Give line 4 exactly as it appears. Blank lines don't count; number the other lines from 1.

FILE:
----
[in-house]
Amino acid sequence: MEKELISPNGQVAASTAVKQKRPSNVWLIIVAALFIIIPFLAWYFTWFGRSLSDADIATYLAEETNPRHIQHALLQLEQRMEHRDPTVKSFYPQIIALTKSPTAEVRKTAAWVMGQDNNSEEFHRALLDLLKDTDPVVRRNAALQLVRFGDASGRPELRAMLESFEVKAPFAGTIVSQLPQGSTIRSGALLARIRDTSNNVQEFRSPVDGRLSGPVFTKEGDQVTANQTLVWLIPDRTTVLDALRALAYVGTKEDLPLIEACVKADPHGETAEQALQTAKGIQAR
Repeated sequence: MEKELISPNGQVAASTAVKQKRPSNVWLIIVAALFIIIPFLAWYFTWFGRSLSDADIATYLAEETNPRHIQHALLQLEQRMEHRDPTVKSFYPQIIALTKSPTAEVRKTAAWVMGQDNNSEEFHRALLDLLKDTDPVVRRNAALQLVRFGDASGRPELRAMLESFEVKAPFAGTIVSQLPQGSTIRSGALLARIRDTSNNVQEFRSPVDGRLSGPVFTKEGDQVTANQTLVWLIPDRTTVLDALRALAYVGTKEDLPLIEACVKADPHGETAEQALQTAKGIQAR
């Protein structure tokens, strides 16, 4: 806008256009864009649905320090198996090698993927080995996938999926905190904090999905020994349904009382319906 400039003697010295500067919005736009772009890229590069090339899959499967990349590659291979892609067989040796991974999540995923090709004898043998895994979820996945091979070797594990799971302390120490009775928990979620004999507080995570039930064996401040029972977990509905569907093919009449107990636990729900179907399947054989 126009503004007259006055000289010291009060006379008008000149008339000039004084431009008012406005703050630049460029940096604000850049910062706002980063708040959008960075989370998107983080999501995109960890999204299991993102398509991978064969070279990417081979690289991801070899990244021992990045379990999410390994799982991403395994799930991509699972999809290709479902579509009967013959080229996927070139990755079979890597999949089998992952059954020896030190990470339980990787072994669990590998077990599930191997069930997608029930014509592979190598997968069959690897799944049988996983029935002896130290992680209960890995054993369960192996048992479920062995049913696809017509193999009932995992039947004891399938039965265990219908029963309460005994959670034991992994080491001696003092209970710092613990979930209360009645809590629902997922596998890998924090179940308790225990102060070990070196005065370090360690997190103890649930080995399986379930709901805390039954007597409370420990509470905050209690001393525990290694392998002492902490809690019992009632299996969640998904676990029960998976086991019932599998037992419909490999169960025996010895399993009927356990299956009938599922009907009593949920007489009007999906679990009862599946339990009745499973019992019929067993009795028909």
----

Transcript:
């Protein structure tokens, strides 16, 4: 806008256009864009649905320090198996090698993927080995996938999926905190904090999905020994349904009382319906 400039003697010295500067919005736009772009890229590069090339899959499967990349590659291979892609067989040796991974999540995923090709004898043998895994979820996945091979070797594990799971302390120490009775928990979620004999507080995570039930064996401040029972977990509905569907093919009449107990636990729900179907399947054989 126009503004007259006055000289010291009060006379008008000149008339000039004084431009008012406005703050630049460029940096604000850049910062706002980063708040959008960075989370998107983080999501995109960890999204299991993102398509991978064969070279990417081979690289991801070899990244021992990045379990999410390994799982991403395994799930991509699972999809290709479902579509009967013959080229996927070139990755079979890597999949089998992952059954020896030190990470339980990787072994669990590998077990599930191997069930997608029930014509592979190598997968069959690897799944049988996983029935002896130290992680209960890995054993369960192996048992479920062995049913696809017509193999009932995992039947004891399938039965265990219908029963309460005994959670034991992994080491001696003092209970710092613990979930209360009645809590629902997922596998890998924090179940308790225990102060070990070196005065370090360690997190103890649930080995399986379930709901805390039954007597409370420990509470905050209690001393525990290694392998002492902490809690019992009632299996969640998904676990029960998976086991019932599998037992419909490999169960025996010895399993009927356990299956009938599922009907009593949920007489009007999906679990009862599946339990009745499973019992019929067993009795028909």